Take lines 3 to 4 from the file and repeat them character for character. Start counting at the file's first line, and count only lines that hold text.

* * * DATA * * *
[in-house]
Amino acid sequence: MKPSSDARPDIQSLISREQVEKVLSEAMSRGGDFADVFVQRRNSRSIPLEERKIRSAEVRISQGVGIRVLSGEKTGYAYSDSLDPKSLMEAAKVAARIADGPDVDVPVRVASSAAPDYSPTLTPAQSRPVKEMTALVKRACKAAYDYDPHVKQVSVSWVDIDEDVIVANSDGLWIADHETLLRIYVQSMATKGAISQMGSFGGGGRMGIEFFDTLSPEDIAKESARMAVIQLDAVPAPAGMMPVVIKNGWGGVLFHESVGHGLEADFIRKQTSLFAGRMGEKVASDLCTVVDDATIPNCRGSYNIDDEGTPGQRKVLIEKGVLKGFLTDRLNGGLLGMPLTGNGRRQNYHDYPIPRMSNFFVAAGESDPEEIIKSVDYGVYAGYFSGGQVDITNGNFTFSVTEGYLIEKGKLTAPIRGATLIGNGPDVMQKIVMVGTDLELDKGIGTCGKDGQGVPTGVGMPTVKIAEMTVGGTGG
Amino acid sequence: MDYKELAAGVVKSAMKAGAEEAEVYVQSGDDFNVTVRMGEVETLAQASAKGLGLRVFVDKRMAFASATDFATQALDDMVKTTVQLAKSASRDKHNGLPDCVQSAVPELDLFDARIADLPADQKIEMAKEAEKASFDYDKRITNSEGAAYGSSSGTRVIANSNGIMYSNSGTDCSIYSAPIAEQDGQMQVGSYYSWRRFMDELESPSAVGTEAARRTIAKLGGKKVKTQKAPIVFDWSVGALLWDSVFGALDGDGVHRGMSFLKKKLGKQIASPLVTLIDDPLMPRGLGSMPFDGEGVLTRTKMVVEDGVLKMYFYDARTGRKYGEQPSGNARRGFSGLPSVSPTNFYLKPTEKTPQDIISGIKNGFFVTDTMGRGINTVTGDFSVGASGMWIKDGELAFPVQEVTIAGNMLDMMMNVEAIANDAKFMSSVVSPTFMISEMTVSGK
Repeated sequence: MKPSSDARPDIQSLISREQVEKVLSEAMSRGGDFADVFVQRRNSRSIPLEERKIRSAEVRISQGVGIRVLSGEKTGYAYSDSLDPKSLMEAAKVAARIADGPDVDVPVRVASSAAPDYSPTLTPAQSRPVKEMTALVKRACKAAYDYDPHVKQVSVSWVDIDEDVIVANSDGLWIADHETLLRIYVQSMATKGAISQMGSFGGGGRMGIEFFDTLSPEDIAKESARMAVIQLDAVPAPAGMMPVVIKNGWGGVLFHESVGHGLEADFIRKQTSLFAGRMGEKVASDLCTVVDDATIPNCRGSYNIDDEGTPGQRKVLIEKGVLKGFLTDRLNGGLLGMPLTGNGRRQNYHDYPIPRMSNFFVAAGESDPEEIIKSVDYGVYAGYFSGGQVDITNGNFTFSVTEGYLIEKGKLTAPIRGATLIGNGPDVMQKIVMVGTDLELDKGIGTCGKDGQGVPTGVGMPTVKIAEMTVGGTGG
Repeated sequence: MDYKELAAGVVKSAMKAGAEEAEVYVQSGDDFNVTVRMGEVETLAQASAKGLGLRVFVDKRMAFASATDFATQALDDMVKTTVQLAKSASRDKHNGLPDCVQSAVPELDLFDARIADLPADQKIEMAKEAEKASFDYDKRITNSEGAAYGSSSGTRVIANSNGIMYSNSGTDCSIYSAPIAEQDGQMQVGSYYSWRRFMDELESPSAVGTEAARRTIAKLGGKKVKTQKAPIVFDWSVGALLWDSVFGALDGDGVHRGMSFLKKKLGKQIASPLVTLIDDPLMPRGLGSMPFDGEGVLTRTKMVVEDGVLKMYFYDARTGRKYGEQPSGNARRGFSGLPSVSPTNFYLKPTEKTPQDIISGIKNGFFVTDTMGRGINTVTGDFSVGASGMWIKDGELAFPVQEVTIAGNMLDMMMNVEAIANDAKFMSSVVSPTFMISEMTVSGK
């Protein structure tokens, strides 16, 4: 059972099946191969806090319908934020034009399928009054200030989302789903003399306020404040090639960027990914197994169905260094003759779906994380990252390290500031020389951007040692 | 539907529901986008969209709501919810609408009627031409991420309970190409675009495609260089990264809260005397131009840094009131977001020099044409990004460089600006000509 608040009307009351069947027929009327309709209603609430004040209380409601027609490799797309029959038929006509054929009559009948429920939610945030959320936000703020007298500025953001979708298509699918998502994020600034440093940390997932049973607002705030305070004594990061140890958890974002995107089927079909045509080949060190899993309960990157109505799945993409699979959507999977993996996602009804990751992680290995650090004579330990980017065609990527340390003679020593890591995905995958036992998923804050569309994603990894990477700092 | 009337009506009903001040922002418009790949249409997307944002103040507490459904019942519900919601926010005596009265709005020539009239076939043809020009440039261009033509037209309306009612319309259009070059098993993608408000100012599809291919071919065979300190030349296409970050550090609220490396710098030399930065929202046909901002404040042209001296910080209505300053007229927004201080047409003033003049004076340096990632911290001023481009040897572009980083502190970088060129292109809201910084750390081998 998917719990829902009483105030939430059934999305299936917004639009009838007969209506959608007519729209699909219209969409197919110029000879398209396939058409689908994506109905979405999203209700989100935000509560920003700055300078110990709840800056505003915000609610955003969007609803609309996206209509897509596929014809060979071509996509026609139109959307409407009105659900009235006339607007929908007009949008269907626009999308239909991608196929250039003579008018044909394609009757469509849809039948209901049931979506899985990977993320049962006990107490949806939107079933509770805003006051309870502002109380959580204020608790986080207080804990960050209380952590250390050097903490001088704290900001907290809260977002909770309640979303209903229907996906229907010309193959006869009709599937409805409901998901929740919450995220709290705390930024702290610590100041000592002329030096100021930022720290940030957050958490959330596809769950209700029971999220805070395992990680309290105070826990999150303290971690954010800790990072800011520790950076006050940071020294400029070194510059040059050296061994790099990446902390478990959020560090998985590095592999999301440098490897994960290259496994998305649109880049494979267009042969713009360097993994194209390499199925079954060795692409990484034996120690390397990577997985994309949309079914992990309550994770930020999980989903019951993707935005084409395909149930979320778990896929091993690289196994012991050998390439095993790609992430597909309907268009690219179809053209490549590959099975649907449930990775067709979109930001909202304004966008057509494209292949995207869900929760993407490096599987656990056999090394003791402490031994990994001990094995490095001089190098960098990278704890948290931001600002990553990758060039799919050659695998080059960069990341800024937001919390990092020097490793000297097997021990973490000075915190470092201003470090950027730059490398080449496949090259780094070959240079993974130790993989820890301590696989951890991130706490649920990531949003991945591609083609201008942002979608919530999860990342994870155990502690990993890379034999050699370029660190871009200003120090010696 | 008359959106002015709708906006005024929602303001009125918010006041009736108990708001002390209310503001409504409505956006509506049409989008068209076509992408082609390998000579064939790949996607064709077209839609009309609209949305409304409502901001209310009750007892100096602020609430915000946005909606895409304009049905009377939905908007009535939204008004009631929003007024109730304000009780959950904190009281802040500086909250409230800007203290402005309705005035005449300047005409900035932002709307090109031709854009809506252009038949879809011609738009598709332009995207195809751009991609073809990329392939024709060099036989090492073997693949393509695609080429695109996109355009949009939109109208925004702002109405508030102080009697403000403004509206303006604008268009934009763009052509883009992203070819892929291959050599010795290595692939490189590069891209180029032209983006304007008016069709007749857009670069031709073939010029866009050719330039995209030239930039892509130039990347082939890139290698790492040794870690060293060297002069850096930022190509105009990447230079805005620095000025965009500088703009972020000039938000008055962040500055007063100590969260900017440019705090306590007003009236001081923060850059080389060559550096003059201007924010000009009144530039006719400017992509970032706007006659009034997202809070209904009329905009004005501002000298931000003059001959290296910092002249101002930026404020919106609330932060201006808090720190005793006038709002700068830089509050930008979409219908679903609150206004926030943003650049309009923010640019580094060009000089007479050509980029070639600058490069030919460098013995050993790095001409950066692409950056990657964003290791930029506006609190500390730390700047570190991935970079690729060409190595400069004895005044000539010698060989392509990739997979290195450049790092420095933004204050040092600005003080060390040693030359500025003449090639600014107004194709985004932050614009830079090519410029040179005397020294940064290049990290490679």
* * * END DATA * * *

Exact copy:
Amino acid sequence: MDYKELAAGVVKSAMKAGAEEAEVYVQSGDDFNVTVRMGEVETLAQASAKGLGLRVFVDKRMAFASATDFATQALDDMVKTTVQLAKSASRDKHNGLPDCVQSAVPELDLFDARIADLPADQKIEMAKEAEKASFDYDKRITNSEGAAYGSSSGTRVIANSNGIMYSNSGTDCSIYSAPIAEQDGQMQVGSYYSWRRFMDELESPSAVGTEAARRTIAKLGGKKVKTQKAPIVFDWSVGALLWDSVFGALDGDGVHRGMSFLKKKLGKQIASPLVTLIDDPLMPRGLGSMPFDGEGVLTRTKMVVEDGVLKMYFYDARTGRKYGEQPSGNARRGFSGLPSVSPTNFYLKPTEKTPQDIISGIKNGFFVTDTMGRGINTVTGDFSVGASGMWIKDGELAFPVQEVTIAGNMLDMMMNVEAIANDAKFMSSVVSPTFMISEMTVSGK
Repeated sequence: MKPSSDARPDIQSLISREQVEKVLSEAMSRGGDFADVFVQRRNSRSIPLEERKIRSAEVRISQGVGIRVLSGEKTGYAYSDSLDPKSLMEAAKVAARIADGPDVDVPVRVASSAAPDYSPTLTPAQSRPVKEMTALVKRACKAAYDYDPHVKQVSVSWVDIDEDVIVANSDGLWIADHETLLRIYVQSMATKGAISQMGSFGGGGRMGIEFFDTLSPEDIAKESARMAVIQLDAVPAPAGMMPVVIKNGWGGVLFHESVGHGLEADFIRKQTSLFAGRMGEKVASDLCTVVDDATIPNCRGSYNIDDEGTPGQRKVLIEKGVLKGFLTDRLNGGLLGMPLTGNGRRQNYHDYPIPRMSNFFVAAGESDPEEIIKSVDYGVYAGYFSGGQVDITNGNFTFSVTEGYLIEKGKLTAPIRGATLIGNGPDVMQKIVMVGTDLELDKGIGTCGKDGQGVPTGVGMPTVKIAEMTVGGTGG